Legendarily, the word Tagaytay came from “TAGA” meaning to cut and “ITAY” which means father. A father and son were said to be on a wild boar chase when the animal they were pursuing suddenly turned and attacked them. Fearing for his father’s safety as the boar violently charged the old man, the son cried out “TAGA, ITAY!” which means “cut him down, father!” The son”s exhortation and shouts reverberated in the valleys of the ridge and were heard by the residents, wood gatherers, hunters and kaingeros in the forests. Thus, the shout and the words Taga, Itay became the subject of conversation among the people in the countryside for several days. In time, the place from where the shouts came began to be known as the beautiful southern city of Tagaytay.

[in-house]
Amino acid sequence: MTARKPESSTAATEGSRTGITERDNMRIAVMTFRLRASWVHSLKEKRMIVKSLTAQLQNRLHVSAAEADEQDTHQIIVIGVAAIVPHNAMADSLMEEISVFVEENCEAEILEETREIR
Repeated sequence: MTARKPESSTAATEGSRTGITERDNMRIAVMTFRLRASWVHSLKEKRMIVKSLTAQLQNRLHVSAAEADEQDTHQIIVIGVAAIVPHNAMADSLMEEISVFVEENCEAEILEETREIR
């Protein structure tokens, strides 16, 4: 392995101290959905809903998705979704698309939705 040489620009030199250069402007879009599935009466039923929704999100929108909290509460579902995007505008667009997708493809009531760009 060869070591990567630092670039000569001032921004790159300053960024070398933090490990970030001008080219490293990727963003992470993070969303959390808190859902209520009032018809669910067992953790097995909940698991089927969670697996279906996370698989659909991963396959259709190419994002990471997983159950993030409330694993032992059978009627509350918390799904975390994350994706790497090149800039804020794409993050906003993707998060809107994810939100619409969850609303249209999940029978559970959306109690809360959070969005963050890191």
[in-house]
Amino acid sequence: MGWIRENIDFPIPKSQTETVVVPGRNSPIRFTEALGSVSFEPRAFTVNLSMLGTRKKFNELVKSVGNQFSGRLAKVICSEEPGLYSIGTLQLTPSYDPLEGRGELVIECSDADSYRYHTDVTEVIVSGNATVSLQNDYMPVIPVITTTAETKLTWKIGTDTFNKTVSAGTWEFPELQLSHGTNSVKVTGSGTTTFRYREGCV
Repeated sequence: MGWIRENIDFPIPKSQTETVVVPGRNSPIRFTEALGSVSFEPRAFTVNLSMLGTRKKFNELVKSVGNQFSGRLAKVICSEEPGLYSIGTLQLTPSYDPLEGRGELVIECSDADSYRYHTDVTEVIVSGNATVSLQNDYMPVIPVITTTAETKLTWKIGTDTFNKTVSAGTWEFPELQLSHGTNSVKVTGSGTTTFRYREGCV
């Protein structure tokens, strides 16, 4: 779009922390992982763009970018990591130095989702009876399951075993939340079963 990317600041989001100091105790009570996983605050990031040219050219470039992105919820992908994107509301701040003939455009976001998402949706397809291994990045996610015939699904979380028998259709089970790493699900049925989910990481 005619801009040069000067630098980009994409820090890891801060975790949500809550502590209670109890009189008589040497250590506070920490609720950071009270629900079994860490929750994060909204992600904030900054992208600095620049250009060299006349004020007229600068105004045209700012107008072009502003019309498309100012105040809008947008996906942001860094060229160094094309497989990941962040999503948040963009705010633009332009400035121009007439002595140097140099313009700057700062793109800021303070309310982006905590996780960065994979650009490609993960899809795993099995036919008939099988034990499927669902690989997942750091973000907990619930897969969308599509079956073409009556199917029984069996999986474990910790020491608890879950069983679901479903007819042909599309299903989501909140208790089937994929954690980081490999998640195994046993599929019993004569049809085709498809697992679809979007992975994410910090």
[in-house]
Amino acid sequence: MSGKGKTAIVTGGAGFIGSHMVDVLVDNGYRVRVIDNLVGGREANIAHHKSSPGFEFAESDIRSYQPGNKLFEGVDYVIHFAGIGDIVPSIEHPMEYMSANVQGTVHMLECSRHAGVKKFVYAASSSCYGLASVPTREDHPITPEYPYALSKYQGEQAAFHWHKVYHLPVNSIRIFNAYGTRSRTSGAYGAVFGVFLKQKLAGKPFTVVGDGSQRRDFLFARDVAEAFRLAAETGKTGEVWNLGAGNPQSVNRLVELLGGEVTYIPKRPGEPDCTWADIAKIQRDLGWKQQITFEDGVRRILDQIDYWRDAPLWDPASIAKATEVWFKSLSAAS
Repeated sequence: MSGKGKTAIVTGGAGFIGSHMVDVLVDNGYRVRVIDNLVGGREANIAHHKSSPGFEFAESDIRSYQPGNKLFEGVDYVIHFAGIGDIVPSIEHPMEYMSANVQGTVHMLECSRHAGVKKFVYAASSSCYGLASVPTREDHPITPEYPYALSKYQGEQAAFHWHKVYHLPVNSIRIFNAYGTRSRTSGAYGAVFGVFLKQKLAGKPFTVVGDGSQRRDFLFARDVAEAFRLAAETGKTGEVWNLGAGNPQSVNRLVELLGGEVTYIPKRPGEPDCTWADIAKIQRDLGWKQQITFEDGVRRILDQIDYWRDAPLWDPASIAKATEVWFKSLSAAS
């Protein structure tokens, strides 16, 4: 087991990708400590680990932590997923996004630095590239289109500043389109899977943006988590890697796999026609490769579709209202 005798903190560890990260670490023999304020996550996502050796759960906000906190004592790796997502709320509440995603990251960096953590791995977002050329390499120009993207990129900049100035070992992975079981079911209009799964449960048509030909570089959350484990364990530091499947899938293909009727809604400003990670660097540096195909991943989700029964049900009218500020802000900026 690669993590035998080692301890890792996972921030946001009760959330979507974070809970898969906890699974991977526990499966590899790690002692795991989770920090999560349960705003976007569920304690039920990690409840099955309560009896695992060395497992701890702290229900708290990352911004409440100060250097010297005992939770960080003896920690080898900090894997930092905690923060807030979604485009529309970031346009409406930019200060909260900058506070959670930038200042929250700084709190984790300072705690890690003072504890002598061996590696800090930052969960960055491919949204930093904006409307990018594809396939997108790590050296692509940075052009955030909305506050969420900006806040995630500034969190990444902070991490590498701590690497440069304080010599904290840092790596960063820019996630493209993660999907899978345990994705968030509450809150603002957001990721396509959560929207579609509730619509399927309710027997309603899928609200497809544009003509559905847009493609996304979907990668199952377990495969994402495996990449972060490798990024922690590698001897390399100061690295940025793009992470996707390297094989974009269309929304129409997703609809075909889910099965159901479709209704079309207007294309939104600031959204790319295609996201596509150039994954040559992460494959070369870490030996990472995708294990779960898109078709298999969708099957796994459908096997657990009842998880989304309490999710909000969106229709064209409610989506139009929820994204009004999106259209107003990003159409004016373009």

During the Philippine Revolution of 1896, Tagaytay became a place of refuge and hideaway for revolutionaries from the nearby provinces of Batangas and Laguna and other neighboring towns of Masilao (now Amadeo), Malabon Grande (now Gen. Trias), Silang, Dasmarinas, Mendez and Indang. Its central location amidst these towns and provinces, the wild preponderance of forests on its ridges and the vast undulating topography of its lands characterized by wide stretches of cogon offered a ready sanctuary and haven from pursuit of the Katipuneros. As a passageway for the revolutionary activities in the said provinces, the natives and revolutionaries described movement to and from the towns via Tagaytay with the word “MANANAGAYTAY,” which means traversing the ridges of Tagaytay.